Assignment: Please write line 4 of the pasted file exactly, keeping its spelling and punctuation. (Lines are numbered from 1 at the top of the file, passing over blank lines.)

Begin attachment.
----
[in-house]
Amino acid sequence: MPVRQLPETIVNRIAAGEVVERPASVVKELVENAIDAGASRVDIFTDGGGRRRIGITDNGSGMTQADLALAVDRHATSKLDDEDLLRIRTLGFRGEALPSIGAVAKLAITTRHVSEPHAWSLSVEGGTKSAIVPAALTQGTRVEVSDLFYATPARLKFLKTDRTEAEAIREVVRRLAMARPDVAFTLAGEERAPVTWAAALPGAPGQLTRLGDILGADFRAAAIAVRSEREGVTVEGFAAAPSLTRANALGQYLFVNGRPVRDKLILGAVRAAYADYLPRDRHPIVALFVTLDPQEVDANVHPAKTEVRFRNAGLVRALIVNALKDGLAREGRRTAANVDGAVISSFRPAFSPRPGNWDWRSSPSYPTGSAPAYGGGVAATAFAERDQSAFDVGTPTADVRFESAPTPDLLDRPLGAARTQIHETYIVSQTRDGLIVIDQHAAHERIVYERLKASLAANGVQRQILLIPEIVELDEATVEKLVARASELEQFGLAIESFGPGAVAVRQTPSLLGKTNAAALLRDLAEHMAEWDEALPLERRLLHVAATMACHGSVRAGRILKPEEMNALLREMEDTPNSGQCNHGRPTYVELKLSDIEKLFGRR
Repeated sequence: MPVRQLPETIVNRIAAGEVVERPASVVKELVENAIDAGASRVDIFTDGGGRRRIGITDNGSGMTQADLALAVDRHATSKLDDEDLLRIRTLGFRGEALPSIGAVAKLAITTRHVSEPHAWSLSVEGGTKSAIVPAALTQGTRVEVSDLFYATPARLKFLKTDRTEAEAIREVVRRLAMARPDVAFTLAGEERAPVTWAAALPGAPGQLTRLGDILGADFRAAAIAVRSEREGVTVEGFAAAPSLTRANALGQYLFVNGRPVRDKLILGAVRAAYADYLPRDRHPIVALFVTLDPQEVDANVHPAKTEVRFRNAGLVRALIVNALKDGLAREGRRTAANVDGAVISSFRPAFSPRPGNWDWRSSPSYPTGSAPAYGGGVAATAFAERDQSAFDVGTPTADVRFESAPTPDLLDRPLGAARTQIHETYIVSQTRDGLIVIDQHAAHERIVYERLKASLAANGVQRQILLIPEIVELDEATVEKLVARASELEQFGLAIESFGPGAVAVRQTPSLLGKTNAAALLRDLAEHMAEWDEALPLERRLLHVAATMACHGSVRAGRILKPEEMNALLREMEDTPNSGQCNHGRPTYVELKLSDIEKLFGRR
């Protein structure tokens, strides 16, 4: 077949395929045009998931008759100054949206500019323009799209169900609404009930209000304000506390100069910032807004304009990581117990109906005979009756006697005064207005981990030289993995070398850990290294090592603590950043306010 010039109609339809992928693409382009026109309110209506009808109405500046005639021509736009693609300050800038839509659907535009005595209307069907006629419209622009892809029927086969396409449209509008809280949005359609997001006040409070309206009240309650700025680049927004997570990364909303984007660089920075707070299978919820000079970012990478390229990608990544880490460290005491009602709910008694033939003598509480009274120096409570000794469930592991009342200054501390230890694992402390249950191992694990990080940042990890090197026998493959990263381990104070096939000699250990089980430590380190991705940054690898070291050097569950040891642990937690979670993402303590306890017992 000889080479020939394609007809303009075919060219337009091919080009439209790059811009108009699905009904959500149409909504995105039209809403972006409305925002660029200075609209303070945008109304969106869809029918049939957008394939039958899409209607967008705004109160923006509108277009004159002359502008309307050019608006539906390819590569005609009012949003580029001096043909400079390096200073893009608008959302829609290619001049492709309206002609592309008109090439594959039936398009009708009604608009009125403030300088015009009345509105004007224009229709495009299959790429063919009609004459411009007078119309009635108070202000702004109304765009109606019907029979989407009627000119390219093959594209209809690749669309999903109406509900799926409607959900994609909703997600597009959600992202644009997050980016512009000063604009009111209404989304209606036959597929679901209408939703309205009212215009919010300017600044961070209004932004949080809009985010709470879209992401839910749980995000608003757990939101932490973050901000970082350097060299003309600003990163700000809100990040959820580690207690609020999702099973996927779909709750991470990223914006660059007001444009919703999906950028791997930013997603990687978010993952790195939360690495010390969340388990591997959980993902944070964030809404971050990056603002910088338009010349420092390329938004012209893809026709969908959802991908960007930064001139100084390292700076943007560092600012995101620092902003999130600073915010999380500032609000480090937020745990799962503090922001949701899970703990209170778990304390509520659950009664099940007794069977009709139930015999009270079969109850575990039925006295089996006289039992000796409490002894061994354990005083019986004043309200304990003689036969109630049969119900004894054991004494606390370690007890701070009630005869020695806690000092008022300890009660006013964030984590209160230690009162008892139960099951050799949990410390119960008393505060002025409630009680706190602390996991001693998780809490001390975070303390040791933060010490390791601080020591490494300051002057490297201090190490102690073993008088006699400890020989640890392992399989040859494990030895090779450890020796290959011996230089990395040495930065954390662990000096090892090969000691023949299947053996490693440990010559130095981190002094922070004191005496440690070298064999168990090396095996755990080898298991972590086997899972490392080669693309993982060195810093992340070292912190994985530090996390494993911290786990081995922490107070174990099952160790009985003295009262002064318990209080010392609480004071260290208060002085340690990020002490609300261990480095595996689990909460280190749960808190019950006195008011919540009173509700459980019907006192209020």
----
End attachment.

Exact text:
């Protein structure tokens, strides 16, 4: 077949395929045009998931008759100054949206500019323009799209169900609404009930209000304000506390100069910032807004304009990581117990109906005979009756006697005064207005981990030289993995070398850990290294090592603590950043306010 010039109609339809992928693409382009026109309110209506009808109405500046005639021509736009693609300050800038839509659907535009005595209307069907006629419209622009892809029927086969396409449209509008809280949005359609997001006040409070309206009240309650700025680049927004997570990364909303984007660089920075707070299978919820000079970012990478390229990608990544880490460290005491009602709910008694033939003598509480009274120096409570000794469930592991009342200054501390230890694992402390249950191992694990990080940042990890090197026998493959990263381990104070096939000699250990089980430590380190991705940054690898070291050097569950040891642990937690979670993402303590306890017992 000889080479020939394609007809303009075919060219337009091919080009439209790059811009108009699905009904959500149409909504995105039209809403972006409305925002660029200075609209303070945008109304969106869809029918049939957008394939039958899409209607967008705004109160923006509108277009004159002359502008309307050019608006539906390819590569005609009012949003580029001096043909400079390096200073893009608008959302829609290619001049492709309206002609592309008109090439594959039936398009009708009604608009009125403030300088015009009345509105004007224009229709495009299959790429063919009609004459411009007078119309009635108070202000702004109304765009109606019907029979989407009627000119390219093959594209209809690749669309999903109406509900799926409607959900994609909703997600597009959600992202644009997050980016512009000063604009009111209404989304209606036959597929679901209408939703309205009212215009919010300017600044961070209004932004949080809009985010709470879209992401839910749980995000608003757990939101932490973050901000970082350097060299003309600003990163700000809100990040959820580690207690609020999702099973996927779909709750991470990223914006660059007001444009919703999906950028791997930013997603990687978010993952790195939360690495010390969340388990591997959980993902944070964030809404971050990056603002910088338009010349420092390329938004012209893809026709969908959802991908960007930064001139100084390292700076943007560092600012995101620092902003999130600073915010999380500032609000480090937020745990799962503090922001949701899970703990209170778990304390509520659950009664099940007794069977009709139930015999009270079969109850575990039925006295089996006289039992000796409490002894061994354990005083019986004043309200304990003689036969109630049969119900004894054991004494606390370690007890701070009630005869020695806690000092008022300890009660006013964030984590209160230690009162008892139960099951050799949990410390119960008393505060002025409630009680706190602390996991001693998780809490001390975070303390040791933060010490390791601080020591490494300051002057490297201090190490102690073993008088006699400890020989640890392992399989040859494990030895090779450890020796290959011996230089990395040495930065954390662990000096090892090969000691023949299947053996490693440990010559130095981190002094922070004191005496440690070298064999168990090396095996755990080898298991972590086997899972490392080669693309993982060195810093992340070292912190994985530090996390494993911290786990081995922490107070174990099952160790009985003295009262002064318990209080010392609480004071260290208060002085340690990020002490609300261990480095595996689990909460280190749960808190019950006195008011919540009173509700459980019907006192209020």